Commentary on Luke 1:39-45 [46-55]View Bible Text
In Luke 1:39-45 (46-55) we meet two women (well, actually three) who, moved by the Spirit, raise their voices in praise of God.
First is Elizabeth, cousin of Mary, wife of Zechariah (a temple priest in Jerusalem), and mother of John the Baptist. Elizabeth was, like her foremothers Sarah (from the Genesis cycle) and Hannah (from 1 Samuel), unable to have children; until the unexpected birth of John. Elizabeth is not just important because of her family relationships, however. When she greets her pregnant cousin Mary she is filled with the Holy Spirit, and “exclaimed with a loud cry … ” This phrase in Greek means to shout as though one is using a mega-phone, literally a “big” or “mega” voice. This is how Elizabeth speaks a prophetic word to Mary, and so to us — in her outdoor voice.
Second is Mary (we actually meet her first, but her speech comes second): cousin of Elizabeth, wife of Joseph, mother of Jesus. Like Elizabeth, Mary is important for what she has to say, and not just because of whose mother she is. Mary’s song of praise is familiar enough that we need to go in depth here. What is striking, however, is how similar Mary’s spiritual situation and words are to those of her cousin Elizabeth.
The well-known opening words of the Magnificat are translated in the NRSV as “My soul magnifies the Lord … ” There is a similarity in the Greek with Elizabeth’s greeting above. Mary’s soul will “make mega” the Lord, which is a part of Mary’s spirit rejoicing in God. Elizabeth, filled with the Spirit, gets out her megaphone to praise God.
The third woman we meet is, admittedly, not right out in the open, but hidden in, with, and under Mary’s song: Hannah. Hannah is the wife of Elkanah, and the mother of the prophet Samuel. But, again, Hannah is more than simply someone’s mother. She is a prophet in her own right, and sings the promise that her child is not only for her, but for all Israel, and for the cause of the Lord. A comparison of Hannah’s Song with the Magnificat shows the inter-connectedness of the two songs, and
Comparing 1 Samuel 2 and Luke 1:46-55:
Hannah’s Song, 1 Samuel 2:1-10
Hannah prayed and said,
“My heart exults in the LORD; my strength is exalted in my God. My mouth derides my enemies, because I rejoice in my victory.
2“There is no Holy One like the LORD, no one besides you; there is no Rock like our God.
3Talk no more so very proudly, let not arrogance come from your mouth; for the LORD is a God of knowledge, and by him actions are weighed.
4The bows of the mighty are broken, but the feeble gird on strength.
5Those who were full have hired themselves out for bread, but those who were hungry are fat with spoil. The barren has borne seven, but she who has many children is forlorn.
6The LORD kills and brings to life; he brings down to Sheol and raises up. 7The LORD makes poor and makes rich; he brings low, he also exalts.
8He raises up the poor from the dust; he lifts the needy from the ash heap, to make them sit with princes and inherit a seat of honor. For the pillars of the earth are the LORD’s, and on them he has set the world.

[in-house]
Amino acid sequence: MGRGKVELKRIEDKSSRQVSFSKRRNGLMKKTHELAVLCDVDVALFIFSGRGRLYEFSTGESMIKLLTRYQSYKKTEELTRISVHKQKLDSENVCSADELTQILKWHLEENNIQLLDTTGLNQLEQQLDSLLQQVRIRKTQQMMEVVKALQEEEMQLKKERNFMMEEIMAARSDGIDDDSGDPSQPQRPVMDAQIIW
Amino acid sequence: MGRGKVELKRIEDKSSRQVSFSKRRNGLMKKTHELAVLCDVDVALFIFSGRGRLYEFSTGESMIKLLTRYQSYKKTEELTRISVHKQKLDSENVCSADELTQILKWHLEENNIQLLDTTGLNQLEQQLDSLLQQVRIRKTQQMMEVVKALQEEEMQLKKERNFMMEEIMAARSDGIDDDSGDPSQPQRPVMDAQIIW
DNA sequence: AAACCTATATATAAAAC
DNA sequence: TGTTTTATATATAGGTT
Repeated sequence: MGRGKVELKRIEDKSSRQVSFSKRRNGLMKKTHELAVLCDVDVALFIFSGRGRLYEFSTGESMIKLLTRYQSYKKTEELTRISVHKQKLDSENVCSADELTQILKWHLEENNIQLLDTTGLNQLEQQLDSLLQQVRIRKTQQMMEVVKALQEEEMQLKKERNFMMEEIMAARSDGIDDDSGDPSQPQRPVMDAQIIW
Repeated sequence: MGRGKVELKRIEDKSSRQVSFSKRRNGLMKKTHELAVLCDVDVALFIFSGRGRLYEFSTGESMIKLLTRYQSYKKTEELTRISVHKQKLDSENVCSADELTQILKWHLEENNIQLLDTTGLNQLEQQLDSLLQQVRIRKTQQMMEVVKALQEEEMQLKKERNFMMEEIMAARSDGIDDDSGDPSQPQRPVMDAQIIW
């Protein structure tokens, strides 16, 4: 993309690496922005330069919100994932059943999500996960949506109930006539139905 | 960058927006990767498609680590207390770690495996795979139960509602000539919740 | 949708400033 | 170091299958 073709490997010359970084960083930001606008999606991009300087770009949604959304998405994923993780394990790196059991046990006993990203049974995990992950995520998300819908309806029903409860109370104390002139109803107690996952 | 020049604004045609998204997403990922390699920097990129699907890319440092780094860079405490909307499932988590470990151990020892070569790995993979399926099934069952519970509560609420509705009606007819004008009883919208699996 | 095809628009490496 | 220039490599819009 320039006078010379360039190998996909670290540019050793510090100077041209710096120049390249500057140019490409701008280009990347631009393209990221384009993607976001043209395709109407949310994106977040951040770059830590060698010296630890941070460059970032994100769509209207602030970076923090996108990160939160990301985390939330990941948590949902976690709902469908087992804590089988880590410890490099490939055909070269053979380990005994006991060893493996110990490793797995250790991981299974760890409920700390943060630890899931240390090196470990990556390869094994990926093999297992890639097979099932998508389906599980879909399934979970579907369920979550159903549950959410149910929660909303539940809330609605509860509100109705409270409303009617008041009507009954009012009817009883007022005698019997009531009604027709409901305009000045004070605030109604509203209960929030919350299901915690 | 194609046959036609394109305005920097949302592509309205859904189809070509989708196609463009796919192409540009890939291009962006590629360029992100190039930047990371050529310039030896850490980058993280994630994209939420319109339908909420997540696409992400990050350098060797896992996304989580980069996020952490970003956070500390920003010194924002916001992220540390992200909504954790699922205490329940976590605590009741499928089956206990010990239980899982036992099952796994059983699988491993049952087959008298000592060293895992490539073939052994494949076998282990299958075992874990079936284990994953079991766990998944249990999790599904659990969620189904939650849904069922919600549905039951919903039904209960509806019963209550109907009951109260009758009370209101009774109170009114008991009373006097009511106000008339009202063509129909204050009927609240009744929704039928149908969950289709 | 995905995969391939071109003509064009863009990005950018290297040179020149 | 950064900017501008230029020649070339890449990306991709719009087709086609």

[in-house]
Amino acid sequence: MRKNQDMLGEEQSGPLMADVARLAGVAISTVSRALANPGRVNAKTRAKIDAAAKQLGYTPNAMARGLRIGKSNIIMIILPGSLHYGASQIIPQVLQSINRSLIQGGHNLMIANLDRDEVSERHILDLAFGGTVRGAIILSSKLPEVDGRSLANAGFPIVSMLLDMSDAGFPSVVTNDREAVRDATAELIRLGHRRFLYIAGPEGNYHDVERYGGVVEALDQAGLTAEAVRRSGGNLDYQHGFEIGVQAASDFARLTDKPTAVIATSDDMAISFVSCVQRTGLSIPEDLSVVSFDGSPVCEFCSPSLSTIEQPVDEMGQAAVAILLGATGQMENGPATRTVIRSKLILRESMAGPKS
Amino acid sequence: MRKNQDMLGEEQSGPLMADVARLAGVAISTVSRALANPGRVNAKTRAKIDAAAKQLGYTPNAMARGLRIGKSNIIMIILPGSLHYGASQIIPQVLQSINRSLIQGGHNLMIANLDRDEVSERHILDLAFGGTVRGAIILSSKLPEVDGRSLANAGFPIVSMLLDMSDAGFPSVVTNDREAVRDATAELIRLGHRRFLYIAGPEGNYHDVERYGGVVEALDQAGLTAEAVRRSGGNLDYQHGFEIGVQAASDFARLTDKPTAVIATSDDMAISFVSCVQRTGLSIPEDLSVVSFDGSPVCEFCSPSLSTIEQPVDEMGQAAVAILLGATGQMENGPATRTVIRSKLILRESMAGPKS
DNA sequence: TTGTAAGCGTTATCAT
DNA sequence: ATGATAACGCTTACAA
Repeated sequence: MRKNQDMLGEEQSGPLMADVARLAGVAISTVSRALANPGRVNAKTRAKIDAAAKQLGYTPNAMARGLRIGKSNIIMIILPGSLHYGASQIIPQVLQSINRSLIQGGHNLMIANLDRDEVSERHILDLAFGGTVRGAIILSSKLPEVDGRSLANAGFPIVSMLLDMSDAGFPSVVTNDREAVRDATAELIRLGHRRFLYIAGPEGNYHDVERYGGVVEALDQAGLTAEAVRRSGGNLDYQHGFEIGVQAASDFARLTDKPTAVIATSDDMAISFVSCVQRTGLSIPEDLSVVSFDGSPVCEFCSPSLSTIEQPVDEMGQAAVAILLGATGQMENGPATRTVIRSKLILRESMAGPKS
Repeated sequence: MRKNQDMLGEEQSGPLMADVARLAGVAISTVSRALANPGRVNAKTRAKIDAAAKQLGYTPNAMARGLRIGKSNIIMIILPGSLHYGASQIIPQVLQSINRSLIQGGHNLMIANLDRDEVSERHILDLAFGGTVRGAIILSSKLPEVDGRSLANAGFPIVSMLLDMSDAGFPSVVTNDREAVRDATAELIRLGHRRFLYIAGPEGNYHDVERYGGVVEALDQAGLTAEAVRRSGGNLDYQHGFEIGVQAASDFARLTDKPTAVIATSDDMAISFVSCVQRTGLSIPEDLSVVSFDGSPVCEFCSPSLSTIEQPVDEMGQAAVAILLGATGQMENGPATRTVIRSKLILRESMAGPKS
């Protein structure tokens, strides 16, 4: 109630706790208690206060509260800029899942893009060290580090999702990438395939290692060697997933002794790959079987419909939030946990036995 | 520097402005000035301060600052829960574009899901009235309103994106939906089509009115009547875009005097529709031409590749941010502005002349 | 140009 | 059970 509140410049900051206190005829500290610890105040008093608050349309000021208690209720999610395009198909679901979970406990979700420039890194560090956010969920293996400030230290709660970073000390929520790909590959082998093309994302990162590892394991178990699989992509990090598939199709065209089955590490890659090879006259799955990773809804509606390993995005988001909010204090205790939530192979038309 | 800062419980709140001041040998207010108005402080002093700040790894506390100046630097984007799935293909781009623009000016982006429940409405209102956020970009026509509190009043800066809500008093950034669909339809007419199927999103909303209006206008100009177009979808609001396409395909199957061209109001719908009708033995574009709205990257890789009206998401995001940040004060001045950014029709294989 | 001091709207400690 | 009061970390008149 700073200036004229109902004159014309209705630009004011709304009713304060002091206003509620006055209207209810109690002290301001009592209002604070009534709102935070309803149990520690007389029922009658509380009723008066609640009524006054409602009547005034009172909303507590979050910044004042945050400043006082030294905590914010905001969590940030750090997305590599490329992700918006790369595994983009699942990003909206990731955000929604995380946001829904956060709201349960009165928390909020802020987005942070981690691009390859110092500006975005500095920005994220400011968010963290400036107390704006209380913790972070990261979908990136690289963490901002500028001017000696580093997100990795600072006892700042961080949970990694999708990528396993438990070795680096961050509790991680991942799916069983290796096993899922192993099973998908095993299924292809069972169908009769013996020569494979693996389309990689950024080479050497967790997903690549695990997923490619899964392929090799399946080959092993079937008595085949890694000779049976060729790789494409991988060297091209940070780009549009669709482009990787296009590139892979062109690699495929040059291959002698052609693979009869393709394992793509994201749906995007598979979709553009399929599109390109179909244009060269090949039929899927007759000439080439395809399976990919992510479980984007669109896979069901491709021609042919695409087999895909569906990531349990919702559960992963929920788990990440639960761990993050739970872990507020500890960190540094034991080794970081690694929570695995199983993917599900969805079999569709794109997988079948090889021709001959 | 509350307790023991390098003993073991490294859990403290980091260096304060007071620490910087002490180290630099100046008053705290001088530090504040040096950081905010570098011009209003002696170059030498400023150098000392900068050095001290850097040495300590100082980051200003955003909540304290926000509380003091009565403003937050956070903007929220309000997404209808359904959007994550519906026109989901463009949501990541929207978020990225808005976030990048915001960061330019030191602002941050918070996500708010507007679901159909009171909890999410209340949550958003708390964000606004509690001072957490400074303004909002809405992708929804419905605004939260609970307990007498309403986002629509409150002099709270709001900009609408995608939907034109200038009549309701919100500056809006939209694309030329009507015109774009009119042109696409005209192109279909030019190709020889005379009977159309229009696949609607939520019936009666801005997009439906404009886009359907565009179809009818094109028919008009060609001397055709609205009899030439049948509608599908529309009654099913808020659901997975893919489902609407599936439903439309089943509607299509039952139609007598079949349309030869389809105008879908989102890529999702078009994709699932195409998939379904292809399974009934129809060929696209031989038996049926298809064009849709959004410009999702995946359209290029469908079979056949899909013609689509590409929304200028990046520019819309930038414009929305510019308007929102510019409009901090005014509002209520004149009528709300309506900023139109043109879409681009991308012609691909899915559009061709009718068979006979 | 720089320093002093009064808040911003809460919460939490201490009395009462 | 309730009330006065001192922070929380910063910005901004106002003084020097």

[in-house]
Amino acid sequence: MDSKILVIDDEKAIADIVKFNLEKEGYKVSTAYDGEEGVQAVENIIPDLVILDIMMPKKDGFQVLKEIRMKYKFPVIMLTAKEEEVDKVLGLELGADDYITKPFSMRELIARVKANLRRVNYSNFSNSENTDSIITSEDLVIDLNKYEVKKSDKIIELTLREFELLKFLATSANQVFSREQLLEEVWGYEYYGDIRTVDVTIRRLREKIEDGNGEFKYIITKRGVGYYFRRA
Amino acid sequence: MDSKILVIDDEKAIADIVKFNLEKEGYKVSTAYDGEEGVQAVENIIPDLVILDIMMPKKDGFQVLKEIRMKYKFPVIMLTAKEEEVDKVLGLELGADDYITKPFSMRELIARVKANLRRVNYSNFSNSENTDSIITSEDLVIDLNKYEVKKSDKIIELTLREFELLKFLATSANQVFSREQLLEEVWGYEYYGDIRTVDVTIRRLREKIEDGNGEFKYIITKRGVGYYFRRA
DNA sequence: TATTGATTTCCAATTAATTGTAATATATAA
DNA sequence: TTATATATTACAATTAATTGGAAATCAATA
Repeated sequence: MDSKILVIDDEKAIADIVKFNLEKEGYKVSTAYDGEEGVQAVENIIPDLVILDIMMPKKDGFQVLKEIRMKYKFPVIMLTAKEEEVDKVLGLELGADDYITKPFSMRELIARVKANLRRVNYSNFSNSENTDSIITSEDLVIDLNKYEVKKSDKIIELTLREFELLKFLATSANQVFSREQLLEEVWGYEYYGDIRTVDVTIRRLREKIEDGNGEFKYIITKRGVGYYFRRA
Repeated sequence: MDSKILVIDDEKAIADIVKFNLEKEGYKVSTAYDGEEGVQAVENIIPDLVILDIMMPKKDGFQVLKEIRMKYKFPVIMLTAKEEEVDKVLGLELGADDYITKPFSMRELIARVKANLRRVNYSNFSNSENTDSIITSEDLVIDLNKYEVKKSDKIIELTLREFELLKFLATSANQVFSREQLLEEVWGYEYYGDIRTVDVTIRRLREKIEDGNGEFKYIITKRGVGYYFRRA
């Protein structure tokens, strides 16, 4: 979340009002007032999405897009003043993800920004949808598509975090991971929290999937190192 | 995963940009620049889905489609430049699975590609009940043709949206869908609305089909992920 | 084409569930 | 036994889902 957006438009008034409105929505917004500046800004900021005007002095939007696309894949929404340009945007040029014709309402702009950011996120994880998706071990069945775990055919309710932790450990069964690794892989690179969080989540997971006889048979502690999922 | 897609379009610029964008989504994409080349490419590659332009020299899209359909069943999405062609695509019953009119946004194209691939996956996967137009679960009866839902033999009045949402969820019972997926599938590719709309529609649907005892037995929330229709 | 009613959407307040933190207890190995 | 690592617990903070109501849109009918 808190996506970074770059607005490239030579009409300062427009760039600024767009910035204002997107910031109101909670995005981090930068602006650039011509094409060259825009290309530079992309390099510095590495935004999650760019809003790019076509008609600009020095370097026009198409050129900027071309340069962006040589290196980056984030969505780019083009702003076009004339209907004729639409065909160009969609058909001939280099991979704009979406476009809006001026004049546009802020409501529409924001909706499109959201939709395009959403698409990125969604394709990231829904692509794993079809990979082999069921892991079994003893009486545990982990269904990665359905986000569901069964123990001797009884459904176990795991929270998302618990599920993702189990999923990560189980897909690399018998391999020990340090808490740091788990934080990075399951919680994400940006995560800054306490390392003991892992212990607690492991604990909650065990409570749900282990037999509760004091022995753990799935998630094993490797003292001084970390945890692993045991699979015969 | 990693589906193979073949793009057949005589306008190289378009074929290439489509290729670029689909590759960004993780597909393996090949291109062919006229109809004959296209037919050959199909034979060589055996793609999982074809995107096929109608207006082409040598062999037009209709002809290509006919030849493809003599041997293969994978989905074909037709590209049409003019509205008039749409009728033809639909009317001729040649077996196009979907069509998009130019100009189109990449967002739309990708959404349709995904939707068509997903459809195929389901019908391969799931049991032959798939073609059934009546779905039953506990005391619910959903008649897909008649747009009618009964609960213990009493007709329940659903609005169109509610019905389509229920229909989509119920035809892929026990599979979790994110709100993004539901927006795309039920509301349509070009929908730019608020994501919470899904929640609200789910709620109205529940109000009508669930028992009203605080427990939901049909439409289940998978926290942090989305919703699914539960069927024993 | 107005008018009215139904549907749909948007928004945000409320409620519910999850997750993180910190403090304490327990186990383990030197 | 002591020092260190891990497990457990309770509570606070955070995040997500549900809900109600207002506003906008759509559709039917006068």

9“He will guard the feet of his faithful ones, but the wicked shall be cut off in darkness; for not by might does one prevail.
10The LORD! His adversaries shall be shattered; the Most High will thunder in heaven. The LORD will judge the ends of the earth; he will give strength to his king, and exalt the power of his anointed.”
the Magnificat, Luke 1:46-55
And Mary said,
“My soul magnifies the Lord, 47and my spirit rejoices in God my Savior, 48for he has looked with favor on the lowliness of his servant. Surely, from now
on all generations will call me blessed;
49for the Mighty One has done great things for me, and holy is his name.
50His mercy is for those who fear him from generation to generation.
51He has shown strength with his arm; he has scattered the proud in the thoughts of their hearts.
52He has brought down the powerful from their thrones, and lifted up the lowly;
53he has filled the hungry with good things, and sent the rich away empty.
54He has helped his servant Israel, in remembrance of his mercy,
55according to the promise he made to our ancestors, to Abraham and to his descendants forever.”
Both Hannah and Mary exclaim their joy in their God. Both Hannah and Mary take heart in the promise (here sung as a declaration of that promise) that the Lord considers, cares for, and acts on behalf of the lowly — despite what one might expect (and contrary to how we human beings behave ourselves) it is not for kings or the mighty and powerful that the Lord has regard, rather it is for all the rest that God does great things.
Both Hannah and Mary identify what God is doing as being not just for them, but also through them for the whole people.
Both Hannah and Mary sing a song that can be, should be, our song in this Advent season. As we have prepared for the coming of the Christ Child, now we too can sing in thanksgiving, in celebration, in remembrance, and in proclamation of the promise made to our ancestors. Like Hannah, and Mary, and Elizabeth too, this is the time for us to indulge in unadulterated, celebratory joy in the promises that come to us in Jesus. Let us raise our voices in a great cry, magnifying our God.